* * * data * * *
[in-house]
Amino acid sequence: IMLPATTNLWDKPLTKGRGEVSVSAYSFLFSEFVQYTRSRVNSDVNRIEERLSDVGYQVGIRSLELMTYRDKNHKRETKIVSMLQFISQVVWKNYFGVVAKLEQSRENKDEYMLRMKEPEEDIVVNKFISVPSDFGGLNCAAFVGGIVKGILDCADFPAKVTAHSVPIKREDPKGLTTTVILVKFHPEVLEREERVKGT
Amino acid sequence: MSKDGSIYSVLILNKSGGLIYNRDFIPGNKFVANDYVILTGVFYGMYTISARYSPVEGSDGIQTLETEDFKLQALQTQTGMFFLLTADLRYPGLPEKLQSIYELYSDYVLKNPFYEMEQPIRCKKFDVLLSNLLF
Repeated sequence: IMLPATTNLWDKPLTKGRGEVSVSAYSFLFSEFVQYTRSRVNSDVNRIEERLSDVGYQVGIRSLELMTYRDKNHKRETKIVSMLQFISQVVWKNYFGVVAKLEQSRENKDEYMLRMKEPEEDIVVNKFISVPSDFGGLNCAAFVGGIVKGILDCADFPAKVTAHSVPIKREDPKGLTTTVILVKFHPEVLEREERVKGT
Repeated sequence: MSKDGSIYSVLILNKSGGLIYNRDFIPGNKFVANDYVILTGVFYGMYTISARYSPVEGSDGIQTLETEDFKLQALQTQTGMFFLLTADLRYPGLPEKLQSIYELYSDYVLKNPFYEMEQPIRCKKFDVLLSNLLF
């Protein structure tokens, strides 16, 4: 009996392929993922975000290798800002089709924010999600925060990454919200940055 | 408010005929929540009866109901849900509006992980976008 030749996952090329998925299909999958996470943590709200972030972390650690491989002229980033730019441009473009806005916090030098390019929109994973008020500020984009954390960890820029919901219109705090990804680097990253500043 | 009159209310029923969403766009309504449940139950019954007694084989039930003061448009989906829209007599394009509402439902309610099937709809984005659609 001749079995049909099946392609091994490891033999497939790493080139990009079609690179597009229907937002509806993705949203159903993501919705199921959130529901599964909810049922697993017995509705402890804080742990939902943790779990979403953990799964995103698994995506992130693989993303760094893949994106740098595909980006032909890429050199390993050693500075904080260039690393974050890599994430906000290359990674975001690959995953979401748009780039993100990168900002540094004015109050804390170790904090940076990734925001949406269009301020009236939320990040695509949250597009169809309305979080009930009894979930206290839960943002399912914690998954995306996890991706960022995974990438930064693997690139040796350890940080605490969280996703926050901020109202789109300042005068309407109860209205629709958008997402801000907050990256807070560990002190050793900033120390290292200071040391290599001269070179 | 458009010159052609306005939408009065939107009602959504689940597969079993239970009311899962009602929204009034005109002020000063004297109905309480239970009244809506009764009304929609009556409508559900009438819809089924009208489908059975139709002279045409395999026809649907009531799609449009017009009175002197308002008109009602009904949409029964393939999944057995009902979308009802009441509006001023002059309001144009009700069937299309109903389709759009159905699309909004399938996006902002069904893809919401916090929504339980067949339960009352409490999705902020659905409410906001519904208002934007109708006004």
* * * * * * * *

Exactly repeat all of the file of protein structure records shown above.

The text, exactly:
[in-house]
Amino acid sequence: IMLPATTNLWDKPLTKGRGEVSVSAYSFLFSEFVQYTRSRVNSDVNRIEERLSDVGYQVGIRSLELMTYRDKNHKRETKIVSMLQFISQVVWKNYFGVVAKLEQSRENKDEYMLRMKEPEEDIVVNKFISVPSDFGGLNCAAFVGGIVKGILDCADFPAKVTAHSVPIKREDPKGLTTTVILVKFHPEVLEREERVKGT
Amino acid sequence: MSKDGSIYSVLILNKSGGLIYNRDFIPGNKFVANDYVILTGVFYGMYTISARYSPVEGSDGIQTLETEDFKLQALQTQTGMFFLLTADLRYPGLPEKLQSIYELYSDYVLKNPFYEMEQPIRCKKFDVLLSNLLF
Repeated sequence: IMLPATTNLWDKPLTKGRGEVSVSAYSFLFSEFVQYTRSRVNSDVNRIEERLSDVGYQVGIRSLELMTYRDKNHKRETKIVSMLQFISQVVWKNYFGVVAKLEQSRENKDEYMLRMKEPEEDIVVNKFISVPSDFGGLNCAAFVGGIVKGILDCADFPAKVTAHSVPIKREDPKGLTTTVILVKFHPEVLEREERVKGT
Repeated sequence: MSKDGSIYSVLILNKSGGLIYNRDFIPGNKFVANDYVILTGVFYGMYTISARYSPVEGSDGIQTLETEDFKLQALQTQTGMFFLLTADLRYPGLPEKLQSIYELYSDYVLKNPFYEMEQPIRCKKFDVLLSNLLF
């Protein structure tokens, strides 16, 4: 009996392929993922975000290798800002089709924010999600925060990454919200940055 | 408010005929929540009866109901849900509006992980976008 030749996952090329998925299909999958996470943590709200972030972390650690491989002229980033730019441009473009806005916090030098390019929109994973008020500020984009954390960890820029919901219109705090990804680097990253500043 | 009159209310029923969403766009309504449940139950019954007694084989039930003061448009989906829209007599394009509402439902309610099937709809984005659609 001749079995049909099946392609091994490891033999497939790493080139990009079609690179597009229907937002509806993705949203159903993501919705199921959130529901599964909810049922697993017995509705402890804080742990939902943790779990979403953990799964995103698994995506992130693989993303760094893949994106740098595909980006032909890429050199390993050693500075904080260039690393974050890599994430906000290359990674975001690959995953979401748009780039993100990168900002540094004015109050804390170790904090940076990734925001949406269009301020009236939320990040695509949250597009169809309305979080009930009894979930206290839960943002399912914690998954995306996890991706960022995974990438930064693997690139040796350890940080605490969280996703926050901020109202789109300042005068309407109860209205629709958008997402801000907050990256807070560990002190050793900033120390290292200071040391290599001269070179 | 458009010159052609306005939408009065939107009602959504689940597969079993239970009311899962009602929204009034005109002020000063004297109905309480239970009244809506009764009304929609009556409508559900009438819809089924009208489908059975139709002279045409395999026809649907009531799609449009017009009175002197308002008109009602009904949409029964393939999944057995009902979308009802009441509006001023002059309001144009009700069937299309109903389709759009159905699309909004399938996006902002069904893809919401916090929504339980067949339960009352409490999705902020659905409410906001519904208002934007109708006004």